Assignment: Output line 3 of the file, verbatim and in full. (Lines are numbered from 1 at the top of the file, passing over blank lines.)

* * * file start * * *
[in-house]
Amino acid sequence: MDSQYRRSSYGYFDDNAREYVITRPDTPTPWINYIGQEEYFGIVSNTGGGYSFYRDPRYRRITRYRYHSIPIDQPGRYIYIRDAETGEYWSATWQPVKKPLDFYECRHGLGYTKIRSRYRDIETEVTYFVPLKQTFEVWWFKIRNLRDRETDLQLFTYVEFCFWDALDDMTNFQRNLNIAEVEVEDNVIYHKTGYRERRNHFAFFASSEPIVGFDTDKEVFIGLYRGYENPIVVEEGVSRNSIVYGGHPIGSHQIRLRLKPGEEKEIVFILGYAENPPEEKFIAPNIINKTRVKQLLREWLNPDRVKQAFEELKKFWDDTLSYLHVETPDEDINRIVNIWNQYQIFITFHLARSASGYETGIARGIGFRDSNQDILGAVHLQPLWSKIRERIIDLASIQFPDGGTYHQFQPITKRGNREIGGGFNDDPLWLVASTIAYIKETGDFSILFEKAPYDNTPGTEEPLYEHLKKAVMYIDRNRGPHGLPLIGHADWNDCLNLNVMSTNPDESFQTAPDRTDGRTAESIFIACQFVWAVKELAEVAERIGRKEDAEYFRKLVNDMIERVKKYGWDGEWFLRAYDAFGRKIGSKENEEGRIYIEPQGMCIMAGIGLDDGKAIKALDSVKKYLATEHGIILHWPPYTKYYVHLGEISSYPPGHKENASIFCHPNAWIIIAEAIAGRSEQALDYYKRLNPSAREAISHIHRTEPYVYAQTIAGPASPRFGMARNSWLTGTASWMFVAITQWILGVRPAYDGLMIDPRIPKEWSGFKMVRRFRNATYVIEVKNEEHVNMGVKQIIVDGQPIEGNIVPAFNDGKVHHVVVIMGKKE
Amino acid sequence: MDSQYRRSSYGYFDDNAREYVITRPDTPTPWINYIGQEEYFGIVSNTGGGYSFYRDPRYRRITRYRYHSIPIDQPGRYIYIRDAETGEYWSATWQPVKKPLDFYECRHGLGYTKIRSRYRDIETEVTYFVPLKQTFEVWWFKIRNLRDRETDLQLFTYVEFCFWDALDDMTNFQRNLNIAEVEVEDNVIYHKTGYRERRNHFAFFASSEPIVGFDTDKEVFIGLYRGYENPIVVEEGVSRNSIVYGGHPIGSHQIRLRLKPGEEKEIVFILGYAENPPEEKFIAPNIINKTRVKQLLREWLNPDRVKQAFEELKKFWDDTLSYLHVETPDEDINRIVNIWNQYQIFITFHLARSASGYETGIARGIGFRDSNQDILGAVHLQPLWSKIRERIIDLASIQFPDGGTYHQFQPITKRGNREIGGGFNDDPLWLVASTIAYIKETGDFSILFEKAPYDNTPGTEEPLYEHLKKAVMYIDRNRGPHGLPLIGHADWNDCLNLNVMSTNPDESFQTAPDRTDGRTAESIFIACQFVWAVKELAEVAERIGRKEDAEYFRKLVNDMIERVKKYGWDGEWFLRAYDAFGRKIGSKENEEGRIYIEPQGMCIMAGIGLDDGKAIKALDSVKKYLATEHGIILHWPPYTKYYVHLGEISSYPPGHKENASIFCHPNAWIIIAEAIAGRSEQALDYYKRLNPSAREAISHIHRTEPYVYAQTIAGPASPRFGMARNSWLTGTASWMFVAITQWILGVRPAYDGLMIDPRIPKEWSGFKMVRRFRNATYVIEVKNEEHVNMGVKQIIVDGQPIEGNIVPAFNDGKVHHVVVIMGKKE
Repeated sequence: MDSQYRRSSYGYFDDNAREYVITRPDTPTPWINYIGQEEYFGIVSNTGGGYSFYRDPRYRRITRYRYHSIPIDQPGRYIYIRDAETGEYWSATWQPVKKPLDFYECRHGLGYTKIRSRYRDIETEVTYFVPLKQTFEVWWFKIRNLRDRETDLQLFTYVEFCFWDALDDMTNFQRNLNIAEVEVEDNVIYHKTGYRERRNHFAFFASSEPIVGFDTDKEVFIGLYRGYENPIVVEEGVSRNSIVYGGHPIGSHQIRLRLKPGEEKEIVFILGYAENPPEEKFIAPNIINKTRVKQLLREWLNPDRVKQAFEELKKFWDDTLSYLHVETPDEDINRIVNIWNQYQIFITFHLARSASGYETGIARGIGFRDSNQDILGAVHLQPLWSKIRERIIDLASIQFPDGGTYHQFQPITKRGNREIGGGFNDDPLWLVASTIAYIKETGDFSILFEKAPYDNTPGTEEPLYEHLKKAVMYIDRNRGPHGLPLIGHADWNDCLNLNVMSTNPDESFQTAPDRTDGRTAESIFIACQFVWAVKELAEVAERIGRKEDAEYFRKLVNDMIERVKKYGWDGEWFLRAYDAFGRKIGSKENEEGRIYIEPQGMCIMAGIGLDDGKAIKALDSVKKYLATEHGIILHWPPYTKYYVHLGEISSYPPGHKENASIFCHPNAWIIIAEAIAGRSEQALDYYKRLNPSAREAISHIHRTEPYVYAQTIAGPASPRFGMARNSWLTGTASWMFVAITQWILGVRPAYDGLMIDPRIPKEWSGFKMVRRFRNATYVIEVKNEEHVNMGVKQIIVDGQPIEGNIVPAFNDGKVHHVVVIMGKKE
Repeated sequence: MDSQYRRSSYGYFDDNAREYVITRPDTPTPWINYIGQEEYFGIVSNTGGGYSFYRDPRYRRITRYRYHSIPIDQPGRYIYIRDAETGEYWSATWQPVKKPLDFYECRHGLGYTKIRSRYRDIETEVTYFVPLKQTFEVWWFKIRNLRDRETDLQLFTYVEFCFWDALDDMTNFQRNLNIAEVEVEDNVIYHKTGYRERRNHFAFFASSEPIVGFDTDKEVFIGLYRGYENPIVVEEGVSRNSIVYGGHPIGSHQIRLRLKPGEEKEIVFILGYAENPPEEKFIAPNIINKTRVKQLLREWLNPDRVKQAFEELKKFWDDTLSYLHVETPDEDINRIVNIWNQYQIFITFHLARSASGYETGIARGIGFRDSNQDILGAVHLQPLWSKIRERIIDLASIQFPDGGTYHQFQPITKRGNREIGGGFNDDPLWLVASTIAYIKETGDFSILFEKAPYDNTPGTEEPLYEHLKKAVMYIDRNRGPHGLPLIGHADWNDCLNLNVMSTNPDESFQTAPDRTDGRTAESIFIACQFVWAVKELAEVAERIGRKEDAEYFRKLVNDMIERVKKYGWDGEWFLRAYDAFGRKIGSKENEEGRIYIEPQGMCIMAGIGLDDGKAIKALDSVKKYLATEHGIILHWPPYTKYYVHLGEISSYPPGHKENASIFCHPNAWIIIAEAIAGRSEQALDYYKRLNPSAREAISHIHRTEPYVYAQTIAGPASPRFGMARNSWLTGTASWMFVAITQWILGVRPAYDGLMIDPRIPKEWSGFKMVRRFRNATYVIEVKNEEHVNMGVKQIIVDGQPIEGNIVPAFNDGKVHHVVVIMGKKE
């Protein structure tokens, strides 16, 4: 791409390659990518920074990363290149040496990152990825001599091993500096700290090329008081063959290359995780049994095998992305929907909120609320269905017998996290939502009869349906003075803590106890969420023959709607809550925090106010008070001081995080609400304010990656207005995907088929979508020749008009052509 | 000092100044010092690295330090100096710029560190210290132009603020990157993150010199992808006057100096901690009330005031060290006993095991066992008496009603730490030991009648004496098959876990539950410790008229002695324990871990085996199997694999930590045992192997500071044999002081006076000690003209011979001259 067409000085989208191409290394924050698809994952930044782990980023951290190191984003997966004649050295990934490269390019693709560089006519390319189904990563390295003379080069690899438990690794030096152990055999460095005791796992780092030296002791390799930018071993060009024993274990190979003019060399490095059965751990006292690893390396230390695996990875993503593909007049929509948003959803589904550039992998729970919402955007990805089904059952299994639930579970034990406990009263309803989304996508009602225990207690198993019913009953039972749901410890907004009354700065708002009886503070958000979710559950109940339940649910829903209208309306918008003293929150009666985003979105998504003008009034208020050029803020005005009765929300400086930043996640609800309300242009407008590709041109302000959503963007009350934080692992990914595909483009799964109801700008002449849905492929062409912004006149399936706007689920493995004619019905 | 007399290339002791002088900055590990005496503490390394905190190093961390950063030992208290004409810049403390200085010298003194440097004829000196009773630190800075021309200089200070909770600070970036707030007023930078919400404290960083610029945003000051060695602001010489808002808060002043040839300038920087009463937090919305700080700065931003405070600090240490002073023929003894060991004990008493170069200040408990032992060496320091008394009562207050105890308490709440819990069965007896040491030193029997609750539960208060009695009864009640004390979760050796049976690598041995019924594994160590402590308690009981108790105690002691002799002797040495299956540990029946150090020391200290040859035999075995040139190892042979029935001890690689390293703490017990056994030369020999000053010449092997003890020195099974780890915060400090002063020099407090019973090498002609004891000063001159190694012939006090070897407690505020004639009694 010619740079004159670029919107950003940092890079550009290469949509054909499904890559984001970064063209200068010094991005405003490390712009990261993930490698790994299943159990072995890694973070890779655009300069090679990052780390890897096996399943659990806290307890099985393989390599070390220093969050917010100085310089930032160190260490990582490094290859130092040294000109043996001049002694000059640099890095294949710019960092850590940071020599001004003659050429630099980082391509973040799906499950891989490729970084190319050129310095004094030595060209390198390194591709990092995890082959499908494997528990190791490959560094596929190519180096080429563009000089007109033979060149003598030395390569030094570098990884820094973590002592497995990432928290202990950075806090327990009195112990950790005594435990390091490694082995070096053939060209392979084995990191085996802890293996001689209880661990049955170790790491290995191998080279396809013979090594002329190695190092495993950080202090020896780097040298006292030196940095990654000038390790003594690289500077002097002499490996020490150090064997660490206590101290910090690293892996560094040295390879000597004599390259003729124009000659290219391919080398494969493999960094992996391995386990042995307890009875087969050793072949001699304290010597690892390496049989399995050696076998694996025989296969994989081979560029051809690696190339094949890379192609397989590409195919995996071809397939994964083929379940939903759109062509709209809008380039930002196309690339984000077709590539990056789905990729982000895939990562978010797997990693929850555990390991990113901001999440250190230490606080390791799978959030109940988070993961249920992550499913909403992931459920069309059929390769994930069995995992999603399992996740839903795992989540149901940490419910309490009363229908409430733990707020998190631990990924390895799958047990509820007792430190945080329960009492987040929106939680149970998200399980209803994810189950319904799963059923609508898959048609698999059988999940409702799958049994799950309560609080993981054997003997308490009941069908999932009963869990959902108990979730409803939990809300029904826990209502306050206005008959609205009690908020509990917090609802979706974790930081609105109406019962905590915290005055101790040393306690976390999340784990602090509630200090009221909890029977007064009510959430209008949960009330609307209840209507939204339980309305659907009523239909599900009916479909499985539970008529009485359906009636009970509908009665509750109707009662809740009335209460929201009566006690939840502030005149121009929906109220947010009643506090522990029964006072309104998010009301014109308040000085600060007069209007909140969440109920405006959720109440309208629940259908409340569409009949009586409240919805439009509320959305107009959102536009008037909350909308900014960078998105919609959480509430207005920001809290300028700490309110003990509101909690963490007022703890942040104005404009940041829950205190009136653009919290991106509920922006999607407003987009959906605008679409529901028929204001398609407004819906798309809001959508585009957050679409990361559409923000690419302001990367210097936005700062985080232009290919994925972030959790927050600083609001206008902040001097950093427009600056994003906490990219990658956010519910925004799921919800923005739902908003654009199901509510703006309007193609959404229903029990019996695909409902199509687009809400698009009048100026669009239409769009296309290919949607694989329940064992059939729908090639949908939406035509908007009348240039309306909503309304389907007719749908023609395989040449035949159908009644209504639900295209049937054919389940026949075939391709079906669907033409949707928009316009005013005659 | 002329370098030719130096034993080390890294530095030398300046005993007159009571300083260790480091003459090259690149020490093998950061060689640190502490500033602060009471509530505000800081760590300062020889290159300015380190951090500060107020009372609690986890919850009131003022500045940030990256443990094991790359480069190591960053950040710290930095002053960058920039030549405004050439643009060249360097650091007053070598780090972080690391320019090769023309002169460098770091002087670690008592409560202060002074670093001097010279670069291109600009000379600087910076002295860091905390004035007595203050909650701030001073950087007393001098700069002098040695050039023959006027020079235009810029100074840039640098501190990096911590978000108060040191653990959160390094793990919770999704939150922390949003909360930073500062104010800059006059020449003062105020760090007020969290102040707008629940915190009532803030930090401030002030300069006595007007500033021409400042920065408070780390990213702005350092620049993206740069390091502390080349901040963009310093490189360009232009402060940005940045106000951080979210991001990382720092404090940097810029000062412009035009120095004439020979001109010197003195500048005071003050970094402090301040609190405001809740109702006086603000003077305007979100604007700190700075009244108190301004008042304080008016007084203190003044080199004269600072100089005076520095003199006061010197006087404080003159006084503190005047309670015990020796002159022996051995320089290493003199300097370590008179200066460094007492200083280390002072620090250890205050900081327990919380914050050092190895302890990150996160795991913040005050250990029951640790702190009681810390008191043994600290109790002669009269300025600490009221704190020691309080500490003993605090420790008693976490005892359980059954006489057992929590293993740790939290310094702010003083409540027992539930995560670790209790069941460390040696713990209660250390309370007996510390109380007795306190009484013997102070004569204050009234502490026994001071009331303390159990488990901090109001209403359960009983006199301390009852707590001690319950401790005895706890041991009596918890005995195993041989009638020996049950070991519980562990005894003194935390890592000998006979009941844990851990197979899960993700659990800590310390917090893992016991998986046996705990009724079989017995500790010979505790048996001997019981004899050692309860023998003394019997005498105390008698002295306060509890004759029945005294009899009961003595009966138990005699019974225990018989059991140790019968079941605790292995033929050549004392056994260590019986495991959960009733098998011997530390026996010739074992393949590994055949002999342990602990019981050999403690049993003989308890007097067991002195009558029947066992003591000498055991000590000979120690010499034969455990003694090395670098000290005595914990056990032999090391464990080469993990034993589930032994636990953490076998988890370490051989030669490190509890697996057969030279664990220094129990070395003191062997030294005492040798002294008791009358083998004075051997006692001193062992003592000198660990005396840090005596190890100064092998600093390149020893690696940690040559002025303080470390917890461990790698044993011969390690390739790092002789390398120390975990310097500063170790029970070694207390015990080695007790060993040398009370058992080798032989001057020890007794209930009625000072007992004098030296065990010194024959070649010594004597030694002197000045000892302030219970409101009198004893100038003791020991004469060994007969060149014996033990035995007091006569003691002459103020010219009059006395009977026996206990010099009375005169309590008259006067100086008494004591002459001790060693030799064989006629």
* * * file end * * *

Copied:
Amino acid sequence: MDSQYRRSSYGYFDDNAREYVITRPDTPTPWINYIGQEEYFGIVSNTGGGYSFYRDPRYRRITRYRYHSIPIDQPGRYIYIRDAETGEYWSATWQPVKKPLDFYECRHGLGYTKIRSRYRDIETEVTYFVPLKQTFEVWWFKIRNLRDRETDLQLFTYVEFCFWDALDDMTNFQRNLNIAEVEVEDNVIYHKTGYRERRNHFAFFASSEPIVGFDTDKEVFIGLYRGYENPIVVEEGVSRNSIVYGGHPIGSHQIRLRLKPGEEKEIVFILGYAENPPEEKFIAPNIINKTRVKQLLREWLNPDRVKQAFEELKKFWDDTLSYLHVETPDEDINRIVNIWNQYQIFITFHLARSASGYETGIARGIGFRDSNQDILGAVHLQPLWSKIRERIIDLASIQFPDGGTYHQFQPITKRGNREIGGGFNDDPLWLVASTIAYIKETGDFSILFEKAPYDNTPGTEEPLYEHLKKAVMYIDRNRGPHGLPLIGHADWNDCLNLNVMSTNPDESFQTAPDRTDGRTAESIFIACQFVWAVKELAEVAERIGRKEDAEYFRKLVNDMIERVKKYGWDGEWFLRAYDAFGRKIGSKENEEGRIYIEPQGMCIMAGIGLDDGKAIKALDSVKKYLATEHGIILHWPPYTKYYVHLGEISSYPPGHKENASIFCHPNAWIIIAEAIAGRSEQALDYYKRLNPSAREAISHIHRTEPYVYAQTIAGPASPRFGMARNSWLTGTASWMFVAITQWILGVRPAYDGLMIDPRIPKEWSGFKMVRRFRNATYVIEVKNEEHVNMGVKQIIVDGQPIEGNIVPAFNDGKVHHVVVIMGKKE